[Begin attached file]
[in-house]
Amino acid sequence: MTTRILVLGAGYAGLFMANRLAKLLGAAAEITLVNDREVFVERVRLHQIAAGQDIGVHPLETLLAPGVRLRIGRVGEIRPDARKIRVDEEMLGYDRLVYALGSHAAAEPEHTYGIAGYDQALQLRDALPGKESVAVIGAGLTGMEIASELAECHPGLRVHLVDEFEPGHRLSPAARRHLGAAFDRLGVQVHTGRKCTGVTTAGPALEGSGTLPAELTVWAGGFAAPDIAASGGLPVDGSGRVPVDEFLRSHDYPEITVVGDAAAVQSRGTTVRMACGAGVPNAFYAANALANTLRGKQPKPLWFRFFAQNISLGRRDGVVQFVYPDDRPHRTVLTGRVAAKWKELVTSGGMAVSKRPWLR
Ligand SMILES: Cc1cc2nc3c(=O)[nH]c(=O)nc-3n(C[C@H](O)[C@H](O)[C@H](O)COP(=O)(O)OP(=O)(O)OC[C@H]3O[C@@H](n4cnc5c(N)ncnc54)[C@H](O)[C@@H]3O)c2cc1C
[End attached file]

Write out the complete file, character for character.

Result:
[in-house]
Amino acid sequence: MTTRILVLGAGYAGLFMANRLAKLLGAAAEITLVNDREVFVERVRLHQIAAGQDIGVHPLETLLAPGVRLRIGRVGEIRPDARKIRVDEEMLGYDRLVYALGSHAAAEPEHTYGIAGYDQALQLRDALPGKESVAVIGAGLTGMEIASELAECHPGLRVHLVDEFEPGHRLSPAARRHLGAAFDRLGVQVHTGRKCTGVTTAGPALEGSGTLPAELTVWAGGFAAPDIAASGGLPVDGSGRVPVDEFLRSHDYPEITVVGDAAAVQSRGTTVRMACGAGVPNAFYAANALANTLRGKQPKPLWFRFFAQNISLGRRDGVVQFVYPDDRPHRTVLTGRVAAKWKELVTSGGMAVSKRPWLR
Ligand SMILES: Cc1cc2nc3c(=O)[nH]c(=O)nc-3n(C[C@H](O)[C@H](O)[C@H](O)COP(=O)(O)OP(=O)(O)OC[C@H]3O[C@@H](n4cnc5c(N)ncnc54)[C@H](O)[C@@H]3O)c2cc1C